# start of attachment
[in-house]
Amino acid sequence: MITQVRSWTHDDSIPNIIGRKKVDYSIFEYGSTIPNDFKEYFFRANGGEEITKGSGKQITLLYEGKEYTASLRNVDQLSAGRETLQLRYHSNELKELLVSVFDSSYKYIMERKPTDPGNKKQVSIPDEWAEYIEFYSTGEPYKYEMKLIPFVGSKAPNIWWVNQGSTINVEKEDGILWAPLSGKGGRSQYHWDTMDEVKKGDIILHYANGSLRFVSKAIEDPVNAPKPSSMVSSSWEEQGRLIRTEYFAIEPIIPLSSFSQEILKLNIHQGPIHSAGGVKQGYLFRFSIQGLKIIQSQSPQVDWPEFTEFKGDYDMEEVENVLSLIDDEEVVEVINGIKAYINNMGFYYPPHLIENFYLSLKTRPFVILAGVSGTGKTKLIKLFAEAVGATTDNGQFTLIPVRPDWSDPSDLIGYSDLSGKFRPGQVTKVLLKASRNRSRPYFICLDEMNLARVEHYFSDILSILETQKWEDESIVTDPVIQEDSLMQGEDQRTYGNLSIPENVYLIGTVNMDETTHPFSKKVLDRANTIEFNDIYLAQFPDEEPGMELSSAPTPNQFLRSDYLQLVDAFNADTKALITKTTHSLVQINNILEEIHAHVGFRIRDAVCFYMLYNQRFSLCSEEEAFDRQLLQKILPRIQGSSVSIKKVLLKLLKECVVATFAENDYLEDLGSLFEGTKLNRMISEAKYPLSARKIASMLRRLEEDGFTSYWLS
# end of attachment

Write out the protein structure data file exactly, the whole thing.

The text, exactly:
[in-house]
Amino acid sequence: MITQVRSWTHDDSIPNIIGRKKVDYSIFEYGSTIPNDFKEYFFRANGGEEITKGSGKQITLLYEGKEYTASLRNVDQLSAGRETLQLRYHSNELKELLVSVFDSSYKYIMERKPTDPGNKKQVSIPDEWAEYIEFYSTGEPYKYEMKLIPFVGSKAPNIWWVNQGSTINVEKEDGILWAPLSGKGGRSQYHWDTMDEVKKGDIILHYANGSLRFVSKAIEDPVNAPKPSSMVSSSWEEQGRLIRTEYFAIEPIIPLSSFSQEILKLNIHQGPIHSAGGVKQGYLFRFSIQGLKIIQSQSPQVDWPEFTEFKGDYDMEEVENVLSLIDDEEVVEVINGIKAYINNMGFYYPPHLIENFYLSLKTRPFVILAGVSGTGKTKLIKLFAEAVGATTDNGQFTLIPVRPDWSDPSDLIGYSDLSGKFRPGQVTKVLLKASRNRSRPYFICLDEMNLARVEHYFSDILSILETQKWEDESIVTDPVIQEDSLMQGEDQRTYGNLSIPENVYLIGTVNMDETTHPFSKKVLDRANTIEFNDIYLAQFPDEEPGMELSSAPTPNQFLRSDYLQLVDAFNADTKALITKTTHSLVQINNILEEIHAHVGFRIRDAVCFYMLYNQRFSLCSEEEAFDRQLLQKILPRIQGSSVSIKKVLLKLLKECVVATFAENDYLEDLGSLFEGTKLNRMISEAKYPLSARKIASMLRRLEEDGFTSYWLS